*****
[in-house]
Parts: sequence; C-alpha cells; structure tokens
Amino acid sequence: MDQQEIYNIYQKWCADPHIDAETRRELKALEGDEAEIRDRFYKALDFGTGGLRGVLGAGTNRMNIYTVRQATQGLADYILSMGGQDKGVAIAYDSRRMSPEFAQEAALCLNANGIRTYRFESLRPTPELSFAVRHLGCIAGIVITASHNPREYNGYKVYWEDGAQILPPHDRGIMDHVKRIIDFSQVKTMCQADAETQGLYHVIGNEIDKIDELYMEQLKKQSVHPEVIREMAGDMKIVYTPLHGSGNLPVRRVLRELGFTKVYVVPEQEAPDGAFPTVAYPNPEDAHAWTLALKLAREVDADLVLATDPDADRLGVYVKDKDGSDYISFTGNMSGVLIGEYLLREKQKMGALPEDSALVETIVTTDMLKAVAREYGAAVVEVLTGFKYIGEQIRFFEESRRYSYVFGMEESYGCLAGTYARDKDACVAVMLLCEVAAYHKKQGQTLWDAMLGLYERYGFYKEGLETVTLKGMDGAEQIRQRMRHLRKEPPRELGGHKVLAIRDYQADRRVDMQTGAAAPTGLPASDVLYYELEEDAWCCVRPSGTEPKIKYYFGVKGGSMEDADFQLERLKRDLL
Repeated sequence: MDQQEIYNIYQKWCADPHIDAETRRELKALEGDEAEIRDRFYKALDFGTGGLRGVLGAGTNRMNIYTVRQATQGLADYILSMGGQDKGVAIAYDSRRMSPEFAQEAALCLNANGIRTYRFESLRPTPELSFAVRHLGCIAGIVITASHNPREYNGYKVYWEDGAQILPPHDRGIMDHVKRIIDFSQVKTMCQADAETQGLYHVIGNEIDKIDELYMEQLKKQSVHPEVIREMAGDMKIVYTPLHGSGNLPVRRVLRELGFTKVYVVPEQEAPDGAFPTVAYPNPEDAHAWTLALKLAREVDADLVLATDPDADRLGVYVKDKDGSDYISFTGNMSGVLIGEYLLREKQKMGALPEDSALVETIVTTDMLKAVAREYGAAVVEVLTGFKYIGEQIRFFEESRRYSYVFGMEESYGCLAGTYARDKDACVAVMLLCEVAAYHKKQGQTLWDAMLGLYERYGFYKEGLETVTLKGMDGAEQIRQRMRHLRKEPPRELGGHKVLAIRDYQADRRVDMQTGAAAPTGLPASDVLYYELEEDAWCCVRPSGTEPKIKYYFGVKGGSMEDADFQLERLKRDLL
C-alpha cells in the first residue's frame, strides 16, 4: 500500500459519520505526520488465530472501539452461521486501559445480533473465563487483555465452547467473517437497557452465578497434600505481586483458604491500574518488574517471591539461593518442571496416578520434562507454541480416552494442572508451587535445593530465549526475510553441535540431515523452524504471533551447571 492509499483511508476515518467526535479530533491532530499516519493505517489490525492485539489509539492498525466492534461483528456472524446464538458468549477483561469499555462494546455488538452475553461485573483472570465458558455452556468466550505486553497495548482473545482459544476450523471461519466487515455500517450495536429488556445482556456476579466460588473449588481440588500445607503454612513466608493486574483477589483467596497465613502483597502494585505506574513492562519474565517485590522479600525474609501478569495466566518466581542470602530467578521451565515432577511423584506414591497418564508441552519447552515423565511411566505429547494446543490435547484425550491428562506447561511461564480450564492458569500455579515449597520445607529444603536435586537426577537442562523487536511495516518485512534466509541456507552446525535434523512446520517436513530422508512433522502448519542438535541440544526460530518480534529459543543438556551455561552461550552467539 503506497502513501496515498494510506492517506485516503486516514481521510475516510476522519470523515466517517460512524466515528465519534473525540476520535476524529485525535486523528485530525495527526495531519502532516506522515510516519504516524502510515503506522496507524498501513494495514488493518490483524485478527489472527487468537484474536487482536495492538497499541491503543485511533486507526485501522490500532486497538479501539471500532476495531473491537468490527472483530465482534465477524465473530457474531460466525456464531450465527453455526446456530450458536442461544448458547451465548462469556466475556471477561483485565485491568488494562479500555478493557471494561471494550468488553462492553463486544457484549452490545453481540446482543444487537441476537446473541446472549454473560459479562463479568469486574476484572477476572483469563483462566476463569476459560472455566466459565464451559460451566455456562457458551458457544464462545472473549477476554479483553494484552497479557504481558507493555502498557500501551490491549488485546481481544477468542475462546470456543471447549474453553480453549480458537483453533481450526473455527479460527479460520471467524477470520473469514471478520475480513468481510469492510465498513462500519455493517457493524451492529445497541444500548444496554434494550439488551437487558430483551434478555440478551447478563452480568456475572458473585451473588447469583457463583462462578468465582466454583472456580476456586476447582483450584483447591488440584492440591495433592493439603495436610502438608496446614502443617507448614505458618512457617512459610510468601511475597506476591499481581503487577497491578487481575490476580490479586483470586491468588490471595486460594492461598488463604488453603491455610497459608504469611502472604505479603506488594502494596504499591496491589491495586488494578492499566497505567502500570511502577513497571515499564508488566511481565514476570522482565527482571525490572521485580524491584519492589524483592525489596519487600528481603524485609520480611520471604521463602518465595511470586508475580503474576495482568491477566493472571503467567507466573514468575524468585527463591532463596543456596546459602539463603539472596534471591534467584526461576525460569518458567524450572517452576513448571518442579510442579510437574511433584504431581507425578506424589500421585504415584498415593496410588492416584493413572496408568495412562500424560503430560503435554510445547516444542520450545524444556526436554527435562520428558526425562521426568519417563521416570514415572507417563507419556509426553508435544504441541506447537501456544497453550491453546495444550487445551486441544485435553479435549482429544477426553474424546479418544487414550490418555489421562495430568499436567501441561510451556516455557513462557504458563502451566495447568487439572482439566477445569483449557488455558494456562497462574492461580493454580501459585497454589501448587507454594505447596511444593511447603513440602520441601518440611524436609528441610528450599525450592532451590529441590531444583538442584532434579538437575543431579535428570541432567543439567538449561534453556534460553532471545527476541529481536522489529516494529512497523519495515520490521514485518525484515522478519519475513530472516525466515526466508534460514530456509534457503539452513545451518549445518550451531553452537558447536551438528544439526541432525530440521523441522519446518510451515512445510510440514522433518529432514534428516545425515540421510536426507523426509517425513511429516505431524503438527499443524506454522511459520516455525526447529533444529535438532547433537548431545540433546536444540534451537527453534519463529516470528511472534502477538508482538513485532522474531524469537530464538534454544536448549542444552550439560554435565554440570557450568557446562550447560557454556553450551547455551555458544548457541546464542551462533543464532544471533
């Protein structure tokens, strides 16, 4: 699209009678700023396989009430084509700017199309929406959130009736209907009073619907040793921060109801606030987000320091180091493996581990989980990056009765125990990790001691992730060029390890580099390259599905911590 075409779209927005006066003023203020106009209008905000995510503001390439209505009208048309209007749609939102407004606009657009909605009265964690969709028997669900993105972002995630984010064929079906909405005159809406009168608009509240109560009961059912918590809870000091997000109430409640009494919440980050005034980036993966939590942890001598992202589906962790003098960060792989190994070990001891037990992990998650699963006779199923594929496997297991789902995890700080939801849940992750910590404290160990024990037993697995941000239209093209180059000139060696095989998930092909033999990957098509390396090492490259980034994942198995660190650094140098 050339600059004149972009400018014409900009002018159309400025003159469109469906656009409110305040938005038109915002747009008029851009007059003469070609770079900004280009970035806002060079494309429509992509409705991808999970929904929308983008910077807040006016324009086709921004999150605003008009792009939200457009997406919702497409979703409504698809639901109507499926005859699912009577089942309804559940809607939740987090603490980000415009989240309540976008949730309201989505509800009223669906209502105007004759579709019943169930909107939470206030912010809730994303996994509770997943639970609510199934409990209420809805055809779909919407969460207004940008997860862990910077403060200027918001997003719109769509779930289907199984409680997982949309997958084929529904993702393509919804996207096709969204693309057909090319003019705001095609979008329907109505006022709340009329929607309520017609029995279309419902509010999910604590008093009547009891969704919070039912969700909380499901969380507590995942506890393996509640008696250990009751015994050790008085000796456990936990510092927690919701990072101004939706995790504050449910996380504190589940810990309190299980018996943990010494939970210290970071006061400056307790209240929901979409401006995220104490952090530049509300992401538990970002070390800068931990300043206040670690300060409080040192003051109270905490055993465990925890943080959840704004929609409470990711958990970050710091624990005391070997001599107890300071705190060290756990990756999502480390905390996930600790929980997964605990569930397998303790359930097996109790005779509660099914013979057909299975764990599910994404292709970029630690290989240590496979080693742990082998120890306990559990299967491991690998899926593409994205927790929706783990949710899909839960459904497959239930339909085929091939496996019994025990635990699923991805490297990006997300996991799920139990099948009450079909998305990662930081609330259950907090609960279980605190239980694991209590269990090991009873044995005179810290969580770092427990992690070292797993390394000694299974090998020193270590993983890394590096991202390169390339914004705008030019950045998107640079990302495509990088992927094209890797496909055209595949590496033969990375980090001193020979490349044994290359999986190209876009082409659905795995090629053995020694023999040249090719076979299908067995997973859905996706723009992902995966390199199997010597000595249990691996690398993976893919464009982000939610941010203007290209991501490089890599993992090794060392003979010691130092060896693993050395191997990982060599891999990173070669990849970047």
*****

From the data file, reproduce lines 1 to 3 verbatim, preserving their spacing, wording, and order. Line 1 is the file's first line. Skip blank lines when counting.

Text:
[in-house]
Parts: sequence; C-alpha cells; structure tokens
Amino acid sequence: MDQQEIYNIYQKWCADPHIDAETRRELKALEGDEAEIRDRFYKALDFGTGGLRGVLGAGTNRMNIYTVRQATQGLADYILSMGGQDKGVAIAYDSRRMSPEFAQEAALCLNANGIRTYRFESLRPTPELSFAVRHLGCIAGIVITASHNPREYNGYKVYWEDGAQILPPHDRGIMDHVKRIIDFSQVKTMCQADAETQGLYHVIGNEIDKIDELYMEQLKKQSVHPEVIREMAGDMKIVYTPLHGSGNLPVRRVLRELGFTKVYVVPEQEAPDGAFPTVAYPNPEDAHAWTLALKLAREVDADLVLATDPDADRLGVYVKDKDGSDYISFTGNMSGVLIGEYLLREKQKMGALPEDSALVETIVTTDMLKAVAREYGAAVVEVLTGFKYIGEQIRFFEESRRYSYVFGMEESYGCLAGTYARDKDACVAVMLLCEVAAYHKKQGQTLWDAMLGLYERYGFYKEGLETVTLKGMDGAEQIRQRMRHLRKEPPRELGGHKVLAIRDYQADRRVDMQTGAAAPTGLPASDVLYYELEEDAWCCVRPSGTEPKIKYYFGVKGGSMEDADFQLERLKRDLL